- The Washington Times - Tuesday, January 22, 2002

TOKYO (Agence France-Presse) The United States urged Japan yesterday to achieve a swift recovery, expressing hope Tokyo will become an "economic engine" of the regional and global economies, officials said.

Secretary of State Colin L. Powell and Treasury Secretary Paul H. O'Neill held talks with Japanese Prime Minister Junichiro Koizumi on the sidelines of the two-day Afghan-reconstruction conference here.

"We hope Japan will become an economic engine of Asia, the United States and the world," Mr. Powell told Mr. Koizumi, according to a Japanese Foreign Ministry official.

"Secretary of State Powell said the United States is ready to provide support for the Koizumi reforms in various ways," the official said on the condition of anonymity.

Mr. Koizumi repeated his pledge to avoid a systemic financial failure and underscored the Japanese government's willingness to work with Washington over the global economic issue and an anti-terrorism campaign.

"We will take every possible measure to prevent any financial crisis," he told Mr. Powell and Mr. O'Neill.

"We are paying very special attention to current economic conditions," the Japanese prim minister said. "We will cooperate and coordinate closely with the United States over economic and anti-terrorism issues."

Since taking office in April, Mr. Koizumi has tried to speed reforms of the government and the troubled economy, which is mired in recession for the third time in a decade.

Mr. O'Neill told Japanese Minister of Financial Affairs Hakuo Yanagisawa that the country must resolve the nation's bad-loan problems as soon as possible.

Mr. O'Neill said the problem must be resolved if Japan is to enjoy the high growth rates achieved in the past, according to a spokesman for the Financial Services Agency.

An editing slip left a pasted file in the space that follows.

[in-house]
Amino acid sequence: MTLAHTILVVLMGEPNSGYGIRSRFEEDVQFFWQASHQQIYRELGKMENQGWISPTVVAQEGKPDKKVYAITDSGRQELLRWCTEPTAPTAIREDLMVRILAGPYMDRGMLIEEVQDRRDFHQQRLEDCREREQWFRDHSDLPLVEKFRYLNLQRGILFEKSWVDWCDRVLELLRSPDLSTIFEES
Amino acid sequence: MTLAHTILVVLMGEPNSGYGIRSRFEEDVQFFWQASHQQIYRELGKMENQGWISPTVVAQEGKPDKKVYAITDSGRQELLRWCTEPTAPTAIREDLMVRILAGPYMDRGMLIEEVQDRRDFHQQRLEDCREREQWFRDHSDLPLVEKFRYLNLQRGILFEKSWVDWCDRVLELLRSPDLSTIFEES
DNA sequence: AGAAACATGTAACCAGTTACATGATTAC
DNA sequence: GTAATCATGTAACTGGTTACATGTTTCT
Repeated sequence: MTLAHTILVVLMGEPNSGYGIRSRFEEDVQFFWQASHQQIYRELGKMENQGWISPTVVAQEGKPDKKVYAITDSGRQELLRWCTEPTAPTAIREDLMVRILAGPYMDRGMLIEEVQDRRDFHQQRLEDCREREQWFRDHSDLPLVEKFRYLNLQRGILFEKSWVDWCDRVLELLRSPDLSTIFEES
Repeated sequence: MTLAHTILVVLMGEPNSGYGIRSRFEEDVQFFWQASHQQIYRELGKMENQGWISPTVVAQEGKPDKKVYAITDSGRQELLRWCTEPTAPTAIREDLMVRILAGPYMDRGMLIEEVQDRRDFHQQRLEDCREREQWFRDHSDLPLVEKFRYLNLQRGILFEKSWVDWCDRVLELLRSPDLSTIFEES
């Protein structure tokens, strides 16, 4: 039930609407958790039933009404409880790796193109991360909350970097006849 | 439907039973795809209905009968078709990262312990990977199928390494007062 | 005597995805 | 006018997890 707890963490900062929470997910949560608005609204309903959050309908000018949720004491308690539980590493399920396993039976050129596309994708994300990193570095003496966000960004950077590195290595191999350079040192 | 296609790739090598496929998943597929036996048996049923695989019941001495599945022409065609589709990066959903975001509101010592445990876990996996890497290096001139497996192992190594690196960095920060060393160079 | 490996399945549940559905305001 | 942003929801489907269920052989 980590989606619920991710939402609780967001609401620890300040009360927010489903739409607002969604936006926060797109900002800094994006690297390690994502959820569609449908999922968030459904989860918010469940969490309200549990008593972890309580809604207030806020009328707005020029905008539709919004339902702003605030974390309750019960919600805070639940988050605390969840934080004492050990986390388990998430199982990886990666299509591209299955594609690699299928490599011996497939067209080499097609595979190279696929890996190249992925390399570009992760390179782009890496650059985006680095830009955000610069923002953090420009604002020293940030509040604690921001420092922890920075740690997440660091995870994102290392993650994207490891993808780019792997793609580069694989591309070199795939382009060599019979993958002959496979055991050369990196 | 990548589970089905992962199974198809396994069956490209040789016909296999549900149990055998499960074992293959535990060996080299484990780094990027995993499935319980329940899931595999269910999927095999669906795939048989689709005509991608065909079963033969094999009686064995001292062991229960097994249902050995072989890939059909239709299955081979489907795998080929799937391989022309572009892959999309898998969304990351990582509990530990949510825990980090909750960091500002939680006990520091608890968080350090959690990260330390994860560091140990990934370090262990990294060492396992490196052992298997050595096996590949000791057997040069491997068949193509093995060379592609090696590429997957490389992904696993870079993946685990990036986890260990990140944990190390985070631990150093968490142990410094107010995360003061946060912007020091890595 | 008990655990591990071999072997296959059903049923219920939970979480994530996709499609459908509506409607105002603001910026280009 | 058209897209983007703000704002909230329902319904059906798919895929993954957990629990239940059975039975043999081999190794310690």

In response, Mr. Yanagisawa told Mr. O'Neill that Japan would try to clean up banks' problems with bad loans over the next two to three years, the spokesman said.

He added the Japanese government would use all possible means to avoid a financial crisis in the foreseeable future.

But Japan's immediate recovery is unlikely, analysts say, warning that Tokyo would continue to suffer from a deflationary spiral that could postpone any hope of an upturn and bring forward a full-blown financial crisis.

The meeting of Mr. Powell, Mr. O'Neill and Mr. Koizumi also was attended by Japanese Foreign Minister Makiko Tanaka and Finance Minister Masajuro Shiokawa.

"Treasury Secretary O'Neill said he wants to continue cooperation with Finance Minister Shiokawa on economic issues," the Japanese official said.

Mr. O'Neill will meet with Mr. Shiokawa today to discuss prospects for the world's second-largest economy.

"When I meet O'Neill tomorrow … we will discuss how to revitalize the economy because it is still stalling," Mr. Shiokawa told AFX-Asia.

During yesterday's meeting, Mr. Powell called on Japan to play a larger role in the region.

"Secretary of State Powell said it is desirable for Japan to assume leadership in Asia," the official said. "He said the United States supports further cooperation among countries in the region."

Last week, Mr. Koizumi visited five Southeast Asian nations and proposed a wider regional partnership as part of Japan's efforts to boost its influence in the region and revive the flagging Asian economy.

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